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I am at a loss of what to put in mount point during the installation process.

Have Windows partitions and left 500gb of space for fedora (only one partition made on windows), reading fedora's documentation there are supposed to be three partitions? root, boot, swap and maybe more?

I don't understand any of that. What is it that I am supposed to put in mount point to have the whole system in one partition? or for the installation process to split the partition I gave of 500 gb into the necessary parts by itself?.

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Have as many or as few partitions as you like. Many suggest keeping /boot separate, mainly because some BIOS have trouble booting if the boot files are too far away from the start of the disk. You can have a swap partition, but a file works just as well.

In the recommended case, you will create three partitions:

  • One likely formatted Ext2 or FAT*, with mount point /boot
  • One likely formatted Ext4 or similar, with mount point /, and
  • A swap partition, which doesn't have a mount point

If you want to stray from this recommendation and use only a single partition, you want the one with mount point /, the root of the filesystem. If you take this approach, then it is recommended that you create a swap file somewhere on this partition so that the system doesn't crash if you use all of your memory.

Any directory can be its own partition though. Some that are commonly split out are:

  • /boot for your kernel and initrd — boot files
  • /home for all of your own files
  • /var for read-write files (in case you want to make / read-only)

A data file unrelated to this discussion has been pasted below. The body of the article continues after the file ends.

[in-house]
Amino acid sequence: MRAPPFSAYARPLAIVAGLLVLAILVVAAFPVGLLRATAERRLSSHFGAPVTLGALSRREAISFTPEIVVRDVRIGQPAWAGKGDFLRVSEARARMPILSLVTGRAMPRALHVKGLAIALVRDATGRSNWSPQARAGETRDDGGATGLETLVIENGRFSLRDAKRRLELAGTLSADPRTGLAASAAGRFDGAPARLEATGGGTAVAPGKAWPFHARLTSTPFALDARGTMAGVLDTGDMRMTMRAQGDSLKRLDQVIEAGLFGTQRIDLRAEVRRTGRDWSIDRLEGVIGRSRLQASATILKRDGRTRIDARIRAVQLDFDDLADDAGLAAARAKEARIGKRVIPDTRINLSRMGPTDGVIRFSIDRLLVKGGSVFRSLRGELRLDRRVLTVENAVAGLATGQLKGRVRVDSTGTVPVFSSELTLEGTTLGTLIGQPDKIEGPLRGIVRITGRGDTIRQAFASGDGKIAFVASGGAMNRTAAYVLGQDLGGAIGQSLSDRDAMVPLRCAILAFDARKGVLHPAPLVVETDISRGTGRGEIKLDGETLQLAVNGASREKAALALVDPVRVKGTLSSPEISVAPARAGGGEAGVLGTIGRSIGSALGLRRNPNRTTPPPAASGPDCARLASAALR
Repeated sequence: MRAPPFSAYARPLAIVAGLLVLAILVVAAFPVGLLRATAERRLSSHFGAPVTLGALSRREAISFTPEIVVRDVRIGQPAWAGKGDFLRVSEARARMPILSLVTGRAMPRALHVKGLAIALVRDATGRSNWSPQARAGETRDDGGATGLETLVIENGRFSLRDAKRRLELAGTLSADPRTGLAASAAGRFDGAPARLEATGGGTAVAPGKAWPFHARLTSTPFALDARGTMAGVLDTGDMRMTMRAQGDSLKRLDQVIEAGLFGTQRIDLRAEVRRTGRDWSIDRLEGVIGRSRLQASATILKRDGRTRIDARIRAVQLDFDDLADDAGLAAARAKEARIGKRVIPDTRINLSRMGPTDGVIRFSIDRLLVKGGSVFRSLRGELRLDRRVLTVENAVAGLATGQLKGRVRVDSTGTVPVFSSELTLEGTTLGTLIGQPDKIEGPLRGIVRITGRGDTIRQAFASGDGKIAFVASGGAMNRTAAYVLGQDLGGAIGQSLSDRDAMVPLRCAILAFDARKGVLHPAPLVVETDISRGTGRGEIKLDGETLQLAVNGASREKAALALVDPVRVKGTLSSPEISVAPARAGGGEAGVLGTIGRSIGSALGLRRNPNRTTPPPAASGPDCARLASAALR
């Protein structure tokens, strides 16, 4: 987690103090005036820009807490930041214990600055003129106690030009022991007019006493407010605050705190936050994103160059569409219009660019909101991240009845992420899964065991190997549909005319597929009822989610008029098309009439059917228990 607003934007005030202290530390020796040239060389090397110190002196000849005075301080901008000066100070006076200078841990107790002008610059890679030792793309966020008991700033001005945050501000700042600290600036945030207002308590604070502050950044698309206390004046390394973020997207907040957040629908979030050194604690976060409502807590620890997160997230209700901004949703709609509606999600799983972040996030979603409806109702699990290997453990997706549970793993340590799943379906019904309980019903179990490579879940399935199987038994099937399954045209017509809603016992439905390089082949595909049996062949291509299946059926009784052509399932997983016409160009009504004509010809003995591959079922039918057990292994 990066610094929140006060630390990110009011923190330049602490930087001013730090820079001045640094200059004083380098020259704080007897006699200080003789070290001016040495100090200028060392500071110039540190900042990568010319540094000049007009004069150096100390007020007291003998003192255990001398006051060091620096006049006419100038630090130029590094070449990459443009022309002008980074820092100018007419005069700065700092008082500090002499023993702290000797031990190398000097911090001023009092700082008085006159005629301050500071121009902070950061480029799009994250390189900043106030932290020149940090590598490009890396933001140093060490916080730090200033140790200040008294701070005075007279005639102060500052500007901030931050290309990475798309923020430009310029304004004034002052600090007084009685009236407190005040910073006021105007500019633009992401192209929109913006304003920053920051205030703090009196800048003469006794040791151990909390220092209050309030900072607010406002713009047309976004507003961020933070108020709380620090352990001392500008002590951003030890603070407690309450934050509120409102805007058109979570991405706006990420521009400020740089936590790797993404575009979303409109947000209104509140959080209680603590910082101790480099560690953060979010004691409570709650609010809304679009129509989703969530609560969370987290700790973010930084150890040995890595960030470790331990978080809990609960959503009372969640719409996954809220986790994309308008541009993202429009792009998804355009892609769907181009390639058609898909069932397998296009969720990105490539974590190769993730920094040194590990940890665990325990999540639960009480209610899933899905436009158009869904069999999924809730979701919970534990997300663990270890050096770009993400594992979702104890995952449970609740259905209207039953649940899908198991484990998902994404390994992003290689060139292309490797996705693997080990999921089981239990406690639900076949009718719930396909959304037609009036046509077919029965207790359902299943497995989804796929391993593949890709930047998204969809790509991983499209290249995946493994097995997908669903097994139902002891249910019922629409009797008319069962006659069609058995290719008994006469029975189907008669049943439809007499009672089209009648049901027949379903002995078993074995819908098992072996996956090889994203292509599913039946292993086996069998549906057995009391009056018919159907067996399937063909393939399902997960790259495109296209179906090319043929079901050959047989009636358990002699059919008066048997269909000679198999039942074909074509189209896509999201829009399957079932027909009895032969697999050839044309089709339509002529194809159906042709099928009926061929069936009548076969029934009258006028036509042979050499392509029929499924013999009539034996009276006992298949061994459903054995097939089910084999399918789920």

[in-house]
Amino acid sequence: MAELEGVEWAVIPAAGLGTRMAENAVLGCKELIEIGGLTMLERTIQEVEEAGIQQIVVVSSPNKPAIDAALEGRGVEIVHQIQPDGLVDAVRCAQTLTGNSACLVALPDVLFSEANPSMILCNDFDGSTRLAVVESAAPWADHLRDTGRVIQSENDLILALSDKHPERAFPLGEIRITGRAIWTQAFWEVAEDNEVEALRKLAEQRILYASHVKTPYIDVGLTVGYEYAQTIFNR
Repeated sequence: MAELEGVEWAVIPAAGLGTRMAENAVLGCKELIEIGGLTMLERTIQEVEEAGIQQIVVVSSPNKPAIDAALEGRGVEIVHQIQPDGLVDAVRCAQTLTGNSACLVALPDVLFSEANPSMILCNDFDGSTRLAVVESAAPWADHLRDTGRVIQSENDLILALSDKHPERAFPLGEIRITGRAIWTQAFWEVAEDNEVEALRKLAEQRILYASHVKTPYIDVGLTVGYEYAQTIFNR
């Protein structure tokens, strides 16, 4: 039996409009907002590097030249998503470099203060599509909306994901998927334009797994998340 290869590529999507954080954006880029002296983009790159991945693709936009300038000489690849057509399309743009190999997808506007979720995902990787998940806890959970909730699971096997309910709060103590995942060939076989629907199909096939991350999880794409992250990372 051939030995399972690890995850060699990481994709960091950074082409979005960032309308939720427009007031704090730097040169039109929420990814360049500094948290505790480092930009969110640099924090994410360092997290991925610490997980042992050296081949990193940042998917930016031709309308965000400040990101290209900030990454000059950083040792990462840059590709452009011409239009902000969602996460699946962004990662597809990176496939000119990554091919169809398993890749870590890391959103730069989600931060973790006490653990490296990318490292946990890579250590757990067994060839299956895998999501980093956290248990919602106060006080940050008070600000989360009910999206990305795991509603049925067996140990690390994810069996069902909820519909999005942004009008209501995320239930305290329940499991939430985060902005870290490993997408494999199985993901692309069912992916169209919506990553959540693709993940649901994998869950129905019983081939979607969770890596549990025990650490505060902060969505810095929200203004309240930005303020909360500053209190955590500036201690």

• / for the system itself — programs, libraries, configuration, etc.
  • /usr is sometimes separate from / but contains the same kinds of things

If you are using (U)EFI to boot instead of the old BIOS, you will likely not want a separate /boot partition, but you will want to mount the system EFI partition as /boot/efi. However, you should not reformat this partition, as it contains the boot files for any other operating systems installed as well.

Usually the installer will give you either a graphical utility to manage partitions, or a shell from which you can use fdisk. You do want to be careful not to change your Windows partitions, though — and have a backup just in case, since you are modifying the drive layout.

On the system from which I am typing, I have

  • /boot of 200M
  • swap of 16G
  • / of 40G
  • /var of 40G
  • /home of 835G

The /var partition is much larger than necessary, and in fact would fit well within the free space of /.

  • But i dont get it, how do i create them if the disk partition is only one? and which one will be the one that will have all my files? (almost 500 gb) – M.O. May 6 '17 at 23:48
  • so I should create, boot, root and home? That's what I have gotten from reading online, not sure how though. – M.O. May 6 '17 at 23:49
  • So I think i am understanding a little more, sorry if i am too lost. Had the big partition done already so shrunk it to 450 gb and left it as /home, made /root with 30 gb, /boot with 1gb, and swap with 5 gb. Is that fine? are the proportions alright? – M.O. May 7 '17 at 0:04
  • Yes that's what i meant with root. Ok, so i tried putting done and it said I was missing a /boot/efi partition. I created it. What's the difference with /boot? – M.O. May 7 '17 at 0:22
  • and it's also not letting me make the /boot partition greater than 1 MB, even if i put more. – M.O. May 7 '17 at 0:23
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You can configure an existing partition; in this case, make the mount point / — or "root" (but note this is separate from both the administrative account root and the /root directory, which is the home directory for that account). This will leave you without swap (by default), which is probably okay, and with /home on the same partition, which is also okay but less convenient should you ever decide to reinstall.

What I'd suggest doing is using automatic partitioning in combination with I would like to make additional space available. After you select that and press "Done", you will get a dialog from which you can select the partition you created to put Fedora on. That partition will be removed and replaced with the automatic partitioning scheme (which will include separate /, /home, and swap).

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